Talent Knows No Limits
Young man with visual impairment
Keep the conversation steered toward your abilities, not your disabilities.

Job Seeker's Toolkit



In this section:

Attention-Getting Resumes

Chronological and Functional Resumes

Cover Letters

Pre-Employment Testing

Interviewing Skills

Interview Accommodations


Interview Accommodations

Typical interview accommodations - Some of these are obvious. If a person uses a wheelchair, the interview location, including the rest room, must be accessible. If the job seeker has difficulty communicating due to a hearing or speech disorder, some alternative method of communication must be used, such as an interpreter. Having materials in accessible formats for someone who is blind or visually impaired is also typical.

Other interview accommodations - What if the person simply interviews poorly, possibly due to cognitive limitations? What if testing is a standard part of the interview process for the job, and the person tests poorly? Will typical hiring procedures allow the employer to fully evaluate whether the applicant can perform the essential functions of the position? If not, then possible accommodations could be:

The One-Stop staff or job seeker will have to advocate for this type of accommodation with the employer, requesting it as a reasonable accommodation under the ADA. Such strategies should be used judiciously, and only in cases where the standard interviewing and hiring procedures put the individual at a disadvantage for equal consideration.

Explaining Interview Accommodations to the Employer

There are always pluses and minuses to using any type of accommodation for interviews. The decision of whether to request an interview accommodation should depend on how the accommodation will positively impact the chances of the individual getting the job versus the potential negative impact of using such an accommodation. If an interview accommodation is necessary, the job seeker should explain the accommodation to the employer. For example, if an interpreter is to be used, interpreter etiquette (such as directing questions at the individual and not the interpreter) should be discussed ahead of time. Remember that an employer may have never used such an accommodation before. It is important to emphasize how an accommodation will assist the employer in making an educated hiring decision, and to ensure that the employer is completely comfortable with the accommodation so that it does not become a distraction to the hiring process.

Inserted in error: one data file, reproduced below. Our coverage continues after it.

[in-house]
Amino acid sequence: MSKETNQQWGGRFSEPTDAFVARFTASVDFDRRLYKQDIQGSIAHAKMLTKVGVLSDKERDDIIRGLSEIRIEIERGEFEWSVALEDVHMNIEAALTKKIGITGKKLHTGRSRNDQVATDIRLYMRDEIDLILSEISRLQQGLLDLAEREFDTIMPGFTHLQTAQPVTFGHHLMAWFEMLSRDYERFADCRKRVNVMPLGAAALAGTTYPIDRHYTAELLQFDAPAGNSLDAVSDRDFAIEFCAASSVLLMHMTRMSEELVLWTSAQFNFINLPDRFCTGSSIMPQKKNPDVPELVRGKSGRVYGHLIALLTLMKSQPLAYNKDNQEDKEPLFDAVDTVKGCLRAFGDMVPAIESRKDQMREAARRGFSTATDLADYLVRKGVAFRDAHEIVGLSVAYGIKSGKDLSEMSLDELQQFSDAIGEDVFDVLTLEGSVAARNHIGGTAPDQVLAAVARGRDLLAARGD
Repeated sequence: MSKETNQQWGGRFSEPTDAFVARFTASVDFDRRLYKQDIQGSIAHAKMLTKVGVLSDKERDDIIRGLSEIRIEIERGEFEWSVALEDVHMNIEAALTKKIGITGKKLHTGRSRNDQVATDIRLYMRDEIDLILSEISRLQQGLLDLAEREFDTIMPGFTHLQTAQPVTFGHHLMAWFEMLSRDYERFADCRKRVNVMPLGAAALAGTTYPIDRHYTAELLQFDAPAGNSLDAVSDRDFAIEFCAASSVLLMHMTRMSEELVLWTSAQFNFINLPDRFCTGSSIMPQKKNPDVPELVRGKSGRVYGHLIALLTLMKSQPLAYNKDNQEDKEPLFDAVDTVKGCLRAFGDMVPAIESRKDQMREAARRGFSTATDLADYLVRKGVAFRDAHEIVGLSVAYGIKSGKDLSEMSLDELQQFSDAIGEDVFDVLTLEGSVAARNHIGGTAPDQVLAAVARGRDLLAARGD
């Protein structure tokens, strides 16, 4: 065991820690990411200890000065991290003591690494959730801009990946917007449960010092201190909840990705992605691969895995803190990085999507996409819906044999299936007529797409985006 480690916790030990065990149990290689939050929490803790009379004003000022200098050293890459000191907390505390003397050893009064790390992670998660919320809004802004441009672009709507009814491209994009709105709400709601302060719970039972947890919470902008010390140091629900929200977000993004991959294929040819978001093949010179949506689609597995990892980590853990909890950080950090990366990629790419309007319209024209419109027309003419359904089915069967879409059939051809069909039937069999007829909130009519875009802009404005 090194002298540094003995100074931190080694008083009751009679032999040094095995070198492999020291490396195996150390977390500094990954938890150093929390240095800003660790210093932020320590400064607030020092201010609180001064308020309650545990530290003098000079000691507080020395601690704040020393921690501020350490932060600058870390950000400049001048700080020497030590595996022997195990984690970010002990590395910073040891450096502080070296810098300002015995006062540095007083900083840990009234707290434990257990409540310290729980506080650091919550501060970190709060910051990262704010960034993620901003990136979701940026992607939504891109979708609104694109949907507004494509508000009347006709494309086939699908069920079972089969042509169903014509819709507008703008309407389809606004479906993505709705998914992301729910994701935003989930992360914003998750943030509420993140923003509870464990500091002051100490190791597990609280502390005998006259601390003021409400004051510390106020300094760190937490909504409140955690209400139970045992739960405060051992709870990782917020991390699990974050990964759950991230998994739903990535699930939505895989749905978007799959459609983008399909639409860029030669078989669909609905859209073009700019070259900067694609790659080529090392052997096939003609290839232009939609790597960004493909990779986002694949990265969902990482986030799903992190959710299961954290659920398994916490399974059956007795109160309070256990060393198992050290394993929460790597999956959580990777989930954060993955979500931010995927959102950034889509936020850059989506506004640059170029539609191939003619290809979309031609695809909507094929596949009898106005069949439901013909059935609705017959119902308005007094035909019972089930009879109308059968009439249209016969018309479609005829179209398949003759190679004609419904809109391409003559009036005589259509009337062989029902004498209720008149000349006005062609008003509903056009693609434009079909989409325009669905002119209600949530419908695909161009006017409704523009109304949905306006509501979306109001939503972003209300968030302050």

Non-Apparent Disabilities & Disclosure

When dealing with a non-apparent or "hidden" disability (i.e., a disability that is not readily apparent to most people), the issues are less clear. Is it a good idea to disclose? Not disclose? Such a complicated decision requires consideration of the following:

Dealing Openly with Disability

If disclosure is decided upon, it is crucial that the job seeker project an image of capability. An employer will be concerned with the individual’s ability to perform the necessary job functions. The job seeker must explain a disability so that

The manner in which a disability is explained and/or accommodations are requested, including the words used, can have an enormous impact on the employer’s perception of the person’s capabilities. Instead of using a "disability label", describe it in functional terms that explain the impact of the disability. Simply stating, "I have an anxiety disorder" could create significant questions. A better alternative would be to say, "I have a condition that causes me to become anxious at times. When it happens I may temporarily lose focus, but in past jobs, I’ve managed it fine by just having a quiet workspace. If you hire me, I’d work together with you to set up my workspace so it would work out for both of us".

Remember: Answer honestly, but keep your response short and to the point-- don’t invite a long discussion about the subject, giving it more attention than it merits. Keep the conversation steered toward your abilities, not your disabilities.

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This information was developed in partnership with the EmployABILITY program of the City of Los Angeles Community Development Department, created in collaboration with the Los Angeles City Workforce Investment Board, to create career empowerment for persons with disabilities.

Employability Partnership       Workforce Investment Board       Work Source California Building Business and Careers